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Growing Strawberries: A Low-Maintenance, Perennial Fruit


Strawberries are a valuable and easy-to-crop for the home garden. It is difficult to find high-quality, organic, local strawberries and if you can find them, the prices are usually outrageous. Because strawberries are a low-maintenance, perennial fruit that matures early, in late spring, so they are one of the first tastes of the new growing season.

Planting Strawberries

While garden centers often carry strawberry plants only in the spring, the ideal time to plant them is actually right now. They are cold-hardy, and will take the time before their fruiting season to store up energy, grow healthy roots, and absorb nutrients. With all this time to prepare, they are ready to explode with growth whenever nature says it’s time. Strawberries can be grown in raised beds, in the ground or in attractive containers like these beautiful strawberry planters.

Strawberries are easiest to grow from plants rather than seeds. Every year established strawberry plants put out runners and grow new plants on each runner, so they multiply quickly. So, if you have a gardening friend clearing out a strawberry patch, you might consider asking for the extra plants before they go to compost. Plants are available online, as well, such as these from Gardener's Supply. If these options don't work for you, strawberries can be started from seed.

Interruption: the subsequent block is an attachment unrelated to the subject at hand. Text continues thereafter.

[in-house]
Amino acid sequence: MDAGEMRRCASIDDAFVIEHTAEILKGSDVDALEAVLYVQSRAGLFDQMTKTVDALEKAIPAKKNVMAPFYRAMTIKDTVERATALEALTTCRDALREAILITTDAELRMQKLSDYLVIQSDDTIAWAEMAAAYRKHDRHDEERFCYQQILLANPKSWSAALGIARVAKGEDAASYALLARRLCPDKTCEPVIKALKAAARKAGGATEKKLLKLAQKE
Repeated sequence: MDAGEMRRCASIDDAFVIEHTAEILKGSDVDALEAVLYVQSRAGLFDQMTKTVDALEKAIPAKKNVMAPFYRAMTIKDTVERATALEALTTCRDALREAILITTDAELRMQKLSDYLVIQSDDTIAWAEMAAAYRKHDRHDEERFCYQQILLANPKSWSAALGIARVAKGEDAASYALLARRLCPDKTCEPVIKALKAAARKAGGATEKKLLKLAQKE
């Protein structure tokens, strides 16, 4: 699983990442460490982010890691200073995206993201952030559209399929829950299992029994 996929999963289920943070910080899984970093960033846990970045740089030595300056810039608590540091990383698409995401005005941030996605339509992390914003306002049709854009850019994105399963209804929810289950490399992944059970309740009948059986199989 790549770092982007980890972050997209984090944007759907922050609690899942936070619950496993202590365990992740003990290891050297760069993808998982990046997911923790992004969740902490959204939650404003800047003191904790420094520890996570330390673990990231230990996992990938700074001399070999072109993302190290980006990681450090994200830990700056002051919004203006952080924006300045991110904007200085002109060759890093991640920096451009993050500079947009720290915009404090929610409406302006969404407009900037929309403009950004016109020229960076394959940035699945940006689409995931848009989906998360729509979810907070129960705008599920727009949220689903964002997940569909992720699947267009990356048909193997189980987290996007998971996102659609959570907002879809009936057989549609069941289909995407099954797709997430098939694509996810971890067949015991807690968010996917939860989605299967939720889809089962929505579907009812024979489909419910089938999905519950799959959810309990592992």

Tips for Growing Strawberries

  • Strawberries preserve well by canning and freezing, so this is a good crop to grow more than you can eat fresh. Imagine enjoying freezer jam in January from your home-grown spring crop.
  • Strawberries are a perennial, so planting one time will reward you with years of fruit if they are taken care of. Plan well and choose a good spot in full sun.
  • Runners can be pinched to encourage the plant to put its energy toward fruit production, or can be left to grow to create more plants.
  • Pinching off blooms for the first growing season will encourage vigorous growth, but it’s a personal decision. Removing those blooms early will force the plant to put energy toward growing more foliage and roots, which will ultimately lead to larger harvests in a future season. Some of us, however, are all about instant gratification, and I tend to follow nature. In nature, even the first blooms become fruit. The best thing to do is to experiment, pinch blooms from some plants, while allowing others to fruit and decide which you like best.
  • Overwintering is simple. In climates with a harsh winter, cover the plants with straw in November to prevent frost damage, and remove layers as it warms up in the spring.In Northwest Arkansas, Zone 7a, I do not cover my plants, although I do keep the soil mulched.
While strawberries are low-maintenance, like all crops, they do have some pest issues. My biggest problems are slugs and squirrels, both of which eat my fruit. I put out cornmeal regularly for the slugs, and cover my strawberry plants with a floating row cover or bird netting to keep the squirrels out. Copper tape  or Ditomaceous Earth are a few organic options for slug control.

 What is your favorite way to enjoy strawberries?


 

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